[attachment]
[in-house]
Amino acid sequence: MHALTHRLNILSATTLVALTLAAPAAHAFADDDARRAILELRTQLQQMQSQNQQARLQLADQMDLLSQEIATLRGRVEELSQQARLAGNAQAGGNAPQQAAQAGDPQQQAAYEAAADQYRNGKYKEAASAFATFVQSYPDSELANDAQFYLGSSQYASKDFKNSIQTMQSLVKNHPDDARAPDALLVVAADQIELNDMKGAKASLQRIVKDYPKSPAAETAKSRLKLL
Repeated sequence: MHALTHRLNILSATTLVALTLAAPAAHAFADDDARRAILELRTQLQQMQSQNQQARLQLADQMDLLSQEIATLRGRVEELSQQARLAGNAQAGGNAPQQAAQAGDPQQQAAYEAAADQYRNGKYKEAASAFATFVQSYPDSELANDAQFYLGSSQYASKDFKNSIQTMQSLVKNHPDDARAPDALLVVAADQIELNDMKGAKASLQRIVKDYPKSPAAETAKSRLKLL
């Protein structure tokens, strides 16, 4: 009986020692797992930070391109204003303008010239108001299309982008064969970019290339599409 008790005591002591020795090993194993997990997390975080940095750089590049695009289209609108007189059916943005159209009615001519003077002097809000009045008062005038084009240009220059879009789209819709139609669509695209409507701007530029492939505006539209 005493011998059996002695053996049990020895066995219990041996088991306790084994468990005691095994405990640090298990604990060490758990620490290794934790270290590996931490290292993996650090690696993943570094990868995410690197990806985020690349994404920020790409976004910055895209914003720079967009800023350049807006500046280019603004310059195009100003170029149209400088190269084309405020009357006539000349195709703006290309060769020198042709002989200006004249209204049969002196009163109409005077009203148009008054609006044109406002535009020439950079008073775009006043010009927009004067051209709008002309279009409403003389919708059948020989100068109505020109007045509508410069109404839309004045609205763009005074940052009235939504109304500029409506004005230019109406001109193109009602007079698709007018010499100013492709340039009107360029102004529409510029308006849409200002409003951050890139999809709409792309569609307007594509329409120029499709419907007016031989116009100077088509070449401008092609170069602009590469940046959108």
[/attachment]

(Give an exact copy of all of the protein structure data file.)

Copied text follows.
[in-house]
Amino acid sequence: MHALTHRLNILSATTLVALTLAAPAAHAFADDDARRAILELRTQLQQMQSQNQQARLQLADQMDLLSQEIATLRGRVEELSQQARLAGNAQAGGNAPQQAAQAGDPQQQAAYEAAADQYRNGKYKEAASAFATFVQSYPDSELANDAQFYLGSSQYASKDFKNSIQTMQSLVKNHPDDARAPDALLVVAADQIELNDMKGAKASLQRIVKDYPKSPAAETAKSRLKLL
Repeated sequence: MHALTHRLNILSATTLVALTLAAPAAHAFADDDARRAILELRTQLQQMQSQNQQARLQLADQMDLLSQEIATLRGRVEELSQQARLAGNAQAGGNAPQQAAQAGDPQQQAAYEAAADQYRNGKYKEAASAFATFVQSYPDSELANDAQFYLGSSQYASKDFKNSIQTMQSLVKNHPDDARAPDALLVVAADQIELNDMKGAKASLQRIVKDYPKSPAAETAKSRLKLL
């Protein structure tokens, strides 16, 4: 009986020692797992930070391109204003303008010239108001299309982008064969970019290339599409 008790005591002591020795090993194993997990997390975080940095750089590049695009289209609108007189059916943005159209009615001519003077002097809000009045008062005038084009240009220059879009789209819709139609669509695209409507701007530029492939505006539209 005493011998059996002695053996049990020895066995219990041996088991306790084994468990005691095994405990640090298990604990060490758990620490290794934790270290590996931490290292993996650090690696993943570094990868995410690197990806985020690349994404920020790409976004910055895209914003720079967009800023350049807006500046280019603004310059195009100003170029149209400088190269084309405020009357006539000349195709703006290309060769020198042709002989200006004249209204049969002196009163109409005077009203148009008054609006044109406002535009020439950079008073775009006043010009927009004067051209709008002309279009409403003389919708059948020989100068109505020109007045509508410069109404839309004045609205763009005074940052009235939504109304500029409506004005230019109406001109193109009602007079698709007018010499100013492709340039009107360029102004529409510029308006849409200002409003951050890139999809709409792309569609307007594509329409120029499709419907007016031989116009100077088509070449401008092609170069602009590469940046959108």